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Adventures In Time And Space 11: The One Moment and OK Go

The One Moment is a 2016 music video by OK Go. OK Go is an American rock band made up of Damian Kulash (lead vocals, guitar), Tim Nordwind (bass guitar, vocals), Dan Konopka (drums, percussion), and Andy Ross (guitar, keyboards, vocals).

The One Moment contains 4.2 seconds of real-time footage that is then shown in slow motion and played over the length of the 4-minute video. The footage records 325 events that were initiated either by the band members or by timers and were slowed down to times up to 20,000 percent from real-time speed to match the beat of the song. Such visualizations of fast events are a favorite topic of mine and have been mentioned in a previous post.

OK Go’s music videos have long been a favorite of educators for their awesome blend of creativity, science, and technology. So, not surprisingly, the band has taken the next step by collaborating with director Geoff Shelton and AnneMarie Thomas of the Playful Learning Lab at the University of St. Thomas to develop an online resource for educators.

The OK Go Sandbox provides teachers and students with a way to use the band’s music videos to play with concepts in unexpected ways and to inspire students in science, technology, engineering, art, and math (STEAM). OK Go’s music videos serve as starting points for integrated guided inquiry challenges that allow students to explore various STEAM concepts.

Director Geoff Shelton is planning to create new videos specifically designed to inspire classroom discussions and projects. Google and Morton Salt, along with anonymous donors, have generously brought to life the launch of this online resource.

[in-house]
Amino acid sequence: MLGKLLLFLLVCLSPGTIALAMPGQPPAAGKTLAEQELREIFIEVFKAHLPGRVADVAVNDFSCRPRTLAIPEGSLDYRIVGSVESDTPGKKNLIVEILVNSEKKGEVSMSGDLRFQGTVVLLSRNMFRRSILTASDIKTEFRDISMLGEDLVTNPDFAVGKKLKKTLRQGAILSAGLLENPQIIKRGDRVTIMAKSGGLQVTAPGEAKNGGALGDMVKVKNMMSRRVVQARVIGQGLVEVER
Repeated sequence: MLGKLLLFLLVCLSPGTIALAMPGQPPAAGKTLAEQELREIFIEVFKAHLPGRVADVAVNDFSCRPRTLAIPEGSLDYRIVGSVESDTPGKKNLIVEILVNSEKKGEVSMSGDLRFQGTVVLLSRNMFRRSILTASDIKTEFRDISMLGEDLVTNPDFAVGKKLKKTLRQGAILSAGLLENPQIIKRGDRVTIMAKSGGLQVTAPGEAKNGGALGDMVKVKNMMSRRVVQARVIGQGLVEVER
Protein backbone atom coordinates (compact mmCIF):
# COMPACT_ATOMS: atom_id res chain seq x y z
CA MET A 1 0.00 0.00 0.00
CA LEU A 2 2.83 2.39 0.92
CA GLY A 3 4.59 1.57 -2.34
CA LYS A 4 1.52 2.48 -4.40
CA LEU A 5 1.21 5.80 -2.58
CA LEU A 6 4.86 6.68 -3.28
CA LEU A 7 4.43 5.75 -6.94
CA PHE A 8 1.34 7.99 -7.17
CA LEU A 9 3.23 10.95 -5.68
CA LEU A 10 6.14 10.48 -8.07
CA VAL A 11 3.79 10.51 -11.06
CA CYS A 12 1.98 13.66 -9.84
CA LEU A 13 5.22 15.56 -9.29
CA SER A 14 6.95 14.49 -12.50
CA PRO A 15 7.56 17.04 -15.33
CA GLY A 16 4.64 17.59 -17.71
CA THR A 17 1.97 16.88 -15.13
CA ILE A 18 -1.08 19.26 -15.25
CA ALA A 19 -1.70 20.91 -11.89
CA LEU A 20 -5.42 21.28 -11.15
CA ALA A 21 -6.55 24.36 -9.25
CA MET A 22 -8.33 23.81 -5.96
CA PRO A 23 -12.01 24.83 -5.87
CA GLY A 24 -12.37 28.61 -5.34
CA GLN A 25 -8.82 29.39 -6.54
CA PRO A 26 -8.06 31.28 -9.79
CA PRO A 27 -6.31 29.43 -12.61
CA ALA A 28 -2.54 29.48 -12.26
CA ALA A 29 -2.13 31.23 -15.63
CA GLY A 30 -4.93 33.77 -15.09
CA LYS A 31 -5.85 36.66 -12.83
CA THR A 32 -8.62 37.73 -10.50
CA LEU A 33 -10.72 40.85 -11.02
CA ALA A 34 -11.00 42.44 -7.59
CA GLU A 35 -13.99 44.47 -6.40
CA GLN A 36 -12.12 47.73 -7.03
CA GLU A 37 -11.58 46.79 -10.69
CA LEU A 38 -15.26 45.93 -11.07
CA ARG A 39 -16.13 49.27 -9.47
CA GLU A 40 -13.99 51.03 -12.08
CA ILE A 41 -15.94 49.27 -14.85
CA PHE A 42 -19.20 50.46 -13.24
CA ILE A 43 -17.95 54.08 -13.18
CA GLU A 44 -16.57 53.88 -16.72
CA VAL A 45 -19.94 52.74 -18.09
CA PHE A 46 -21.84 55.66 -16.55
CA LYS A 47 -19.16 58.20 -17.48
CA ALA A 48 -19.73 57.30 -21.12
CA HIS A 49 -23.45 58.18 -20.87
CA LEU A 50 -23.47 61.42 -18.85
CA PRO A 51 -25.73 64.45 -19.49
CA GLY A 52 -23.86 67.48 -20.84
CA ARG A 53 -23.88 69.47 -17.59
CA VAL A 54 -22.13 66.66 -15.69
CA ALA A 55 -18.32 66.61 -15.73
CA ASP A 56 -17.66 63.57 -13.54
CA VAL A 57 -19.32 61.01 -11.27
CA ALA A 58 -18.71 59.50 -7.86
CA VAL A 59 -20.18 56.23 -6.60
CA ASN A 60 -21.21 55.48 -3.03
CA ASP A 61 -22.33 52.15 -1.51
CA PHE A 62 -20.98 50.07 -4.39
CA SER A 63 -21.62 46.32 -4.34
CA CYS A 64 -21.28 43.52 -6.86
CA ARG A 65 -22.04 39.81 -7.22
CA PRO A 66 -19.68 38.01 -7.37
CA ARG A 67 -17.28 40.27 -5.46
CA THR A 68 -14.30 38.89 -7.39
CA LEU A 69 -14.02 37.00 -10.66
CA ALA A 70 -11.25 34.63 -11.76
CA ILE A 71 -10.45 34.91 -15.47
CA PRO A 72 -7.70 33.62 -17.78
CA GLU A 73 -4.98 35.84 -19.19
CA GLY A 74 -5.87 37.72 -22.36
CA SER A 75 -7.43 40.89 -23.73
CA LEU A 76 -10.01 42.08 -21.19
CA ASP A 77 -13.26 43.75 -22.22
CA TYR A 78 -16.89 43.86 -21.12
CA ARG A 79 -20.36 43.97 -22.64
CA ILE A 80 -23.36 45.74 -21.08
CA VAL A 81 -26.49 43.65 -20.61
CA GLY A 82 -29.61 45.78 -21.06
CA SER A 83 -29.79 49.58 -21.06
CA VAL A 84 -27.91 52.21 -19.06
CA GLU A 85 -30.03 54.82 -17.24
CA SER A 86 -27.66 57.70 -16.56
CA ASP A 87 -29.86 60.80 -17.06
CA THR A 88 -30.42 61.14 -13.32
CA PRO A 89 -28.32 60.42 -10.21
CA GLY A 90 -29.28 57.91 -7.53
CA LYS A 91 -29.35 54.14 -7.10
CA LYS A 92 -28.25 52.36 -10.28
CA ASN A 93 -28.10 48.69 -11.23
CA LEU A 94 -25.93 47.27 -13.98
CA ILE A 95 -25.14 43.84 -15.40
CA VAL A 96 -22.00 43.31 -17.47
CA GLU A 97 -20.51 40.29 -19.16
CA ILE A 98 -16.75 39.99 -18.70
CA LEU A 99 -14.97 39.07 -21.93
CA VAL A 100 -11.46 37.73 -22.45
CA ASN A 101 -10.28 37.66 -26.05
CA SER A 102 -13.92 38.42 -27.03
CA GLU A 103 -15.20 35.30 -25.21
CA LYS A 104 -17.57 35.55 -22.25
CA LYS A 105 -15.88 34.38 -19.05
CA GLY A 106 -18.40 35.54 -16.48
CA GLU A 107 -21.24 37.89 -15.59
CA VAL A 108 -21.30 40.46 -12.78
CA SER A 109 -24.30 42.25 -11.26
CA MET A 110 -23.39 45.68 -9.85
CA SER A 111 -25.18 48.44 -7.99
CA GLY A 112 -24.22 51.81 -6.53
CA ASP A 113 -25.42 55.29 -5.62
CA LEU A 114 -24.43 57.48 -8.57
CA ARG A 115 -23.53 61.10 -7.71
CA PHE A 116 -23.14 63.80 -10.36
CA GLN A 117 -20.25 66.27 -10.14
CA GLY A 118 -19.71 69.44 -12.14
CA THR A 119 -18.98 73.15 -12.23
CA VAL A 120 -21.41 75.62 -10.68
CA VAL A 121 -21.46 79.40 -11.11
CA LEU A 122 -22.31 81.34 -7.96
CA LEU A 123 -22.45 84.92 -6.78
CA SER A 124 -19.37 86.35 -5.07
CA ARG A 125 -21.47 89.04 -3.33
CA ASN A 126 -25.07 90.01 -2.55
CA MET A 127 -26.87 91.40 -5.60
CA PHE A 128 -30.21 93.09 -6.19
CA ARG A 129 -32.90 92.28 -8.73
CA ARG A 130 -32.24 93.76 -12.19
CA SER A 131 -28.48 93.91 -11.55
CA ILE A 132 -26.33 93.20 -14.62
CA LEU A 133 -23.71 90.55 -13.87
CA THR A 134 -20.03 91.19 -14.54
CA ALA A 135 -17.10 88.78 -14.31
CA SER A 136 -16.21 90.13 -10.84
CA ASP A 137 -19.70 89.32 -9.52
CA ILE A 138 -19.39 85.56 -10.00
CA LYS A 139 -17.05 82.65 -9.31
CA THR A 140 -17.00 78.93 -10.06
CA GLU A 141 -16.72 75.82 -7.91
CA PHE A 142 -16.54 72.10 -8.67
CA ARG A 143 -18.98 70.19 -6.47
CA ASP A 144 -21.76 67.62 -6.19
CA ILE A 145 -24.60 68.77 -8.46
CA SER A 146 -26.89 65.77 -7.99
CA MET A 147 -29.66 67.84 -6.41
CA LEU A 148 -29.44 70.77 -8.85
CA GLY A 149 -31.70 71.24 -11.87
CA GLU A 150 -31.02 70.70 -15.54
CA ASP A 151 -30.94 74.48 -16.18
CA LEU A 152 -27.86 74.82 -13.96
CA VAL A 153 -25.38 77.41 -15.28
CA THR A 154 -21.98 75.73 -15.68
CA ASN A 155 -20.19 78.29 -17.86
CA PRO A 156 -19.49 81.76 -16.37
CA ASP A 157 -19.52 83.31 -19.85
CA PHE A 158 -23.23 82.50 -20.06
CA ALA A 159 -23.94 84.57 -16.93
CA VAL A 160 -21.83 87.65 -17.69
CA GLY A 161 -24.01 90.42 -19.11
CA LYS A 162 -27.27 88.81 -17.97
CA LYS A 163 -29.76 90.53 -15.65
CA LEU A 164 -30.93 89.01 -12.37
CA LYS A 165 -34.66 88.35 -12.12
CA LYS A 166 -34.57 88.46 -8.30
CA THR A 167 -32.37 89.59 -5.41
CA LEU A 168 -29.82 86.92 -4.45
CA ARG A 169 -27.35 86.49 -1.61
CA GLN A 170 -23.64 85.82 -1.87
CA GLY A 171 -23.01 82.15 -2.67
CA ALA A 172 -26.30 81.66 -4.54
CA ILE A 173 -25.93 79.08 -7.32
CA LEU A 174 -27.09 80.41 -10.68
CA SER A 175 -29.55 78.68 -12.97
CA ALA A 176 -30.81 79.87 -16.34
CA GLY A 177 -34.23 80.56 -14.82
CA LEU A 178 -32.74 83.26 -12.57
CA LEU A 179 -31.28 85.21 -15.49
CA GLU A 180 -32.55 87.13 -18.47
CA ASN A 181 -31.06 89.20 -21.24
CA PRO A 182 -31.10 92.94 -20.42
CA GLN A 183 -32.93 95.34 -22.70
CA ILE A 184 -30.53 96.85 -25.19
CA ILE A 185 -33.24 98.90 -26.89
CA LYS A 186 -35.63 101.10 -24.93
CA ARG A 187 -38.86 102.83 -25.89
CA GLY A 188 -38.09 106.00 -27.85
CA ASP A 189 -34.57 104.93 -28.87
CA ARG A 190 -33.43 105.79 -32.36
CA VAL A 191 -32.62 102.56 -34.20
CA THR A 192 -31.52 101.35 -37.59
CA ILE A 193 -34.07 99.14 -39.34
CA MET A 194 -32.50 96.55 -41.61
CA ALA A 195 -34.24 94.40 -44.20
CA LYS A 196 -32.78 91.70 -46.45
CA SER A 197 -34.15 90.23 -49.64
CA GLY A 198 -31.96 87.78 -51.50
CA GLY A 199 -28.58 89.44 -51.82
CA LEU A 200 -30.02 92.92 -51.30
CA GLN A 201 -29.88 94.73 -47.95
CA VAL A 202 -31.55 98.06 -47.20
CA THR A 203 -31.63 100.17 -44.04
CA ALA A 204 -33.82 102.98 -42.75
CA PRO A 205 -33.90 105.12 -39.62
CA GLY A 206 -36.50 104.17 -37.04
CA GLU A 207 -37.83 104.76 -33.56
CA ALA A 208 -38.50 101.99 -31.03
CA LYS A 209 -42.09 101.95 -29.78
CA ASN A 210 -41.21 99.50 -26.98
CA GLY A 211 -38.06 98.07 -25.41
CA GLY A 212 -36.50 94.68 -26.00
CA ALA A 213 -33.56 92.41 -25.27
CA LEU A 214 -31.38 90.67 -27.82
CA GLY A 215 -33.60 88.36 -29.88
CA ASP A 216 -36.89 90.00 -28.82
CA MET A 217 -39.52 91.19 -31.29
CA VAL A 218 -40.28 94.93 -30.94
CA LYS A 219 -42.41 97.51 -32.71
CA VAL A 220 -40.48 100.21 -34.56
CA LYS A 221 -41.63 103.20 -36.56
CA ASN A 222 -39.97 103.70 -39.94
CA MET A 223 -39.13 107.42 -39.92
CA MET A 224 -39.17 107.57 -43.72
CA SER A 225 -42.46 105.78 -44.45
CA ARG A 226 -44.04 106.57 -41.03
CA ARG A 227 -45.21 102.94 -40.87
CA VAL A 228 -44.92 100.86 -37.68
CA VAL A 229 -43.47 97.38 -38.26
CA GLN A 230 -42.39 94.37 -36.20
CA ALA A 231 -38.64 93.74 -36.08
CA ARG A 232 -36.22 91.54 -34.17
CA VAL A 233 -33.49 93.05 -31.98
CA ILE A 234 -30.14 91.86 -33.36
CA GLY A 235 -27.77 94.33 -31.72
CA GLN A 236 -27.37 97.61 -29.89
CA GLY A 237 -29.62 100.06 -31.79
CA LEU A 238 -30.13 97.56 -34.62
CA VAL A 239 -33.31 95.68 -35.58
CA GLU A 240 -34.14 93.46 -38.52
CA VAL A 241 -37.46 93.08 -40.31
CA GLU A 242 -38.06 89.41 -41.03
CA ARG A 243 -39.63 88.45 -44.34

Big Data’s Other Dangerous Video

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Source: Big Data

Big Data is an American electropop music project of Brooklyn-based producer Alan Wilkis and friends. Big Data explores contemporary themes involving humans and their growing dependence on and general distrust of technology, especially the Internet.

Big Data is best known for its single “Dangerous”, from the debut 2013 EP 1.0 and the debut 2015 studio album 2.0. The single features Rochester, New York indie band Joywave, with vocals being performed by the band’s lead singer Daniel Armbruster.

Watching the music video below reminded me of Kansas State University professor Michael Wesch’s video from eight years ago. My previous post mentions Dr. Wesch and his ideas about emergent Web 2.0 technologies. Now, here was a music video that illustrated just how far our use of those technologies has progressed in a timeframe of less than a decade!

While it’s not the most famous version of the “Dangerous” single, the Internet is the subject of the music video below. It is a lyric video created by SCANTRON and Greg Yagolnitzer. It’s vaguely NSFW because of blurry bits.

Eminemium (Parody of Choose Yourself)

Tim Blais montage

Tim Blais of A Capella Science Source: YouTube

Eminemium is a parody of Eminem’s Choose Yourself by Tim Blais on his A Capella Science video project. You can watch the video below.

Tim Blais captures the scene of the Manhattan Project on that fateful day, July 16, 1945:

They’ve armed the weapon
Countdown clock is set and
J. Robert Oppenheimer is sweatin’.
Eyes are red and he’s nervous
‘Cause on the surface this is Armageddon.